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Dryer Vent | Can It Touch Electrical Wires (Code Examined)

The space in your ceiling is limited, so when wires, insulation, ductwork, pipes, and more have to all fit together, there is bound to be contact. Sometimes, this contact is fine; other times, it’s dangerous. Dryer ducts are hot, and wires don’t like excessive heat, so this is a combo that needs to be assessed carefully.

To understand the potential dangers of having wires in contact with dryer vents, one must first understand what wiring insulation is and what happens to it when it overheats. Then, the International Residential Code (IRC) can be consulted for their recommendations.

The code doesn’t explicitly prohibit dryer vents and electrical wires from touching. However, wiring has to be protected from physical damage. If the dryer is hot enough to damage the wire insulation or if the dryer manufacturer prohibits the contact, then the two must not touch in order to be code-compliant.

Electrical Wiring Is Insulated

Electrical wire insulation is very important for the safety of your home and its occupants. Its main purpose is to keep the current contained inside the electrical wire so that fires and electrocutions can be avoided. 

There are many different types of wire insulation but the main types include plastics, fluoropolymers, and rubbers. 

One type of plastic insulation is polyvinyl chloride—or PVC (this is used for Romex). This wire insulation can be used in a variety of applications and can withstand temperatures from -67 °F to 221 °F. That’s pretty awesome!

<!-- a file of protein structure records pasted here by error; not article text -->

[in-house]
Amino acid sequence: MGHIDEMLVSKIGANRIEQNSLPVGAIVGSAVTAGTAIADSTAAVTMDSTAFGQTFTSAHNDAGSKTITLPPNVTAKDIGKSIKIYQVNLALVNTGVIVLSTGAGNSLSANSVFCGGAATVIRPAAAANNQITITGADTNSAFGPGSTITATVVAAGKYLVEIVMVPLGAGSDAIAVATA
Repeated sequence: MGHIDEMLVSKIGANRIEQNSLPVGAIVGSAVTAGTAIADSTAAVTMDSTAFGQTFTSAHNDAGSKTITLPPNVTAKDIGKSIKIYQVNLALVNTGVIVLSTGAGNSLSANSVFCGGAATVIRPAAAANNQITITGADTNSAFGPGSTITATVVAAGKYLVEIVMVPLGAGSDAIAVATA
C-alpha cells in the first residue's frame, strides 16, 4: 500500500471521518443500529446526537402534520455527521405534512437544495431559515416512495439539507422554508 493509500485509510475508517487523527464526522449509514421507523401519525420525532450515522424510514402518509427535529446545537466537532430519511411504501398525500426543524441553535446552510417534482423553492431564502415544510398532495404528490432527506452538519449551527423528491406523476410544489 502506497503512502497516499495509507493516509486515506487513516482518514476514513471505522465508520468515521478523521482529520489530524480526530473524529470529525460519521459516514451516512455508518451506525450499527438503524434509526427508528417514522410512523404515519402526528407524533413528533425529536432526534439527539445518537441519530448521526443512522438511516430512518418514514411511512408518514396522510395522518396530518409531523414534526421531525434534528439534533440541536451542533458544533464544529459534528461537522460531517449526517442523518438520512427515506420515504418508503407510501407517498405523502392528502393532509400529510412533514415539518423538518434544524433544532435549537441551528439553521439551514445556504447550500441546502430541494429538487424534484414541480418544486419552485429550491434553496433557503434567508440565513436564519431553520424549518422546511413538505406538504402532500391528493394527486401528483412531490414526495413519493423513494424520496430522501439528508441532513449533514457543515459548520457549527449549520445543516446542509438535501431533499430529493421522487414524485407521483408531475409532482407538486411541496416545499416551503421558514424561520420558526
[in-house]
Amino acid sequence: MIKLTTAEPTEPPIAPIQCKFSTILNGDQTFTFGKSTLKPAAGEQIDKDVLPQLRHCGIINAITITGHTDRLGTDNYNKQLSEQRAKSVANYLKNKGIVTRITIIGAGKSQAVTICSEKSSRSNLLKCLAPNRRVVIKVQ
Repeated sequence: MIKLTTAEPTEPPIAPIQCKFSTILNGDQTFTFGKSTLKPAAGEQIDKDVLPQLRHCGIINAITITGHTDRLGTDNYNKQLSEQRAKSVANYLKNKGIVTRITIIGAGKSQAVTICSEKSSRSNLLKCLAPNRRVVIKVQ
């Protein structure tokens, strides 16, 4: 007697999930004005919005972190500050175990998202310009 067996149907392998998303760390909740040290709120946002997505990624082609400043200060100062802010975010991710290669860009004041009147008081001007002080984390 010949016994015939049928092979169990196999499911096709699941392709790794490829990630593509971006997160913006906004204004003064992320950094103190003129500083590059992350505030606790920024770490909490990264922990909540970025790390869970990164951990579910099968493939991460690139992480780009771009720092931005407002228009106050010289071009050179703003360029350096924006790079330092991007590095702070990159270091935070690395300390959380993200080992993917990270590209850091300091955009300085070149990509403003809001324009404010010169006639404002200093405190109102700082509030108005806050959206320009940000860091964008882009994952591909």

Fluoropolymer examples are Polytetrafluoroethylene (PTFE) and Thermoplastic Elastomers (TPE). 

Polytetrafluoroethylene (PTFE) and Thermoplastic Elastomers (TPE)

Rubber insulation includes substances such as silicone and fiberglass

The many types of insulation can be suited for different applications, or they can be ideal for most wiring situations. Wiring applications include automotive or household appliance applications as well as use in ceramic and glass kilns. 

Since the insulation of wiring surrounds the metal parts of the wire on the interior, the exterior is also technically protected. This means that, technically, the insulation protects the outside from the wiring and the wiring from the outside

Insulation can protect the wires from external heat sources but only at temperatures within the insulation’s suggestions. 

What Are Romex Wires Insulated With?

Romex is a brand of non-metallic sheathed electrical cable (NMC/NM). The covering on NMC and NM cables is designed to be flame-resistant and moisture-resistant.

Romex sheathing is typically made from PVC (polyvinyl chloride) thermoplastic (plastic with a high-temperature rating). The materials of the sheathing mean that Romex cables are rated for temperatures up to 194 ℉.

Southwire 28828221 25' 12/2 with ground Romex brand SIMpull residential indoor electrical wire type NM-B, Yellow

Romex cables mustn’t be exposed to heat above this rating. This is because thermoplastics soften and distort when exposed to excessive heat and pressure (hence why compression is not good). When this happens, the covering can break and warp, exposing the metal inside.

The PVC aspect is what makes the cables moisture-resistant. The fact that Romex cables are rated for installment in damp locations is an added benefit since any breaks in dryer ducting can result in condensation leaking out of the exhaust system.

Do Dryer Vents Get Hot Enough to Cause an Issue?

To figure out whether dryer vents can touch wires without causing problems, we must first determine what temperatures are dangerous for wires and what temperatures ducts reach. 

The problem with heat being produced by or applied to wires does not lie in the copper wiring but in the insulation material. 

Electrical wires’ inner copper wires are not negatively impacted by high heat; it is the insulation materials that will melt or disintegrate with high temperatures.